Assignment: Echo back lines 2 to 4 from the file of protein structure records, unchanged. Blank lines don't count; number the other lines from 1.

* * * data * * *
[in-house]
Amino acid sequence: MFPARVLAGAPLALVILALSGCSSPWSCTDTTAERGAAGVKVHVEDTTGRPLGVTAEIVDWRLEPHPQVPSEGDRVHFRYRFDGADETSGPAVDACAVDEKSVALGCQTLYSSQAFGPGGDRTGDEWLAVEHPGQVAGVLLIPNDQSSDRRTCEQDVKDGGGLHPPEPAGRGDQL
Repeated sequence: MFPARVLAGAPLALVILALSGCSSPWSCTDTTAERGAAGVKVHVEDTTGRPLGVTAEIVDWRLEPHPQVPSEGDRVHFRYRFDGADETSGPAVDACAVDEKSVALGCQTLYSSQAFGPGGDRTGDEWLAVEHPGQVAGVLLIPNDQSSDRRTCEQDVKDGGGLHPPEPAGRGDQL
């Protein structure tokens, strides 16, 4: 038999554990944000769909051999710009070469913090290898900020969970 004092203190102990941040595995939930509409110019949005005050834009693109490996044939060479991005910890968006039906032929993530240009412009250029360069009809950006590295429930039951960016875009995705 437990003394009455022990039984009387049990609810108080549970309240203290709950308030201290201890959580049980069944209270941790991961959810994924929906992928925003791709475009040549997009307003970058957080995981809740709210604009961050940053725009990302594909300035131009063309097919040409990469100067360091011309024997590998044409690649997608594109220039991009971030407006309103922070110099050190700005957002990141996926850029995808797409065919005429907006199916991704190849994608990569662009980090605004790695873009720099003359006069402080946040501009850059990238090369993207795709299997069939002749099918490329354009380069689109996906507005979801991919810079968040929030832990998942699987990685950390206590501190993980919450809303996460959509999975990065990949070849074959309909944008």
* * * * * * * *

Amino acid sequence: MFPARVLAGAPLALVILALSGCSSPWSCTDTTAERGAAGVKVHVEDTTGRPLGVTAEIVDWRLEPHPQVPSEGDRVHFRYRFDGADETSGPAVDACAVDEKSVALGCQTLYSSQAFGPGGDRTGDEWLAVEHPGQVAGVLLIPNDQSSDRRTCEQDVKDGGGLHPPEPAGRGDQL
Repeated sequence: MFPARVLAGAPLALVILALSGCSSPWSCTDTTAERGAAGVKVHVEDTTGRPLGVTAEIVDWRLEPHPQVPSEGDRVHFRYRFDGADETSGPAVDACAVDEKSVALGCQTLYSSQAFGPGGDRTGDEWLAVEHPGQVAGVLLIPNDQSSDRRTCEQDVKDGGGLHPPEPAGRGDQL
């Protein structure tokens, strides 16, 4: 038999554990944000769909051999710009070469913090290898900020969970 004092203190102990941040595995939930509409110019949005005050834009693109490996044939060479991005910890968006039906032929993530240009412009250029360069009809950006590295429930039951960016875009995705 437990003394009455022990039984009387049990609810108080549970309240203290709950308030201290201890959580049980069944209270941790991961959810994924929906992928925003791709475009040549997009307003970058957080995981809740709210604009961050940053725009990302594909300035131009063309097919040409990469100067360091011309024997590998044409690649997608594109220039991009971030407006309103922070110099050190700005957002990141996926850029995808797409065919005429907006199916991704190849994608990569662009980090605004790695873009720099003359006069402080946040501009850059990238090369993207795709299997069939002749099918490329354009380069689109996906507005979801991919810079968040929030832990998942699987990685950390206590501190993980919450809303996460959509999975990065990949070849074959309909944008």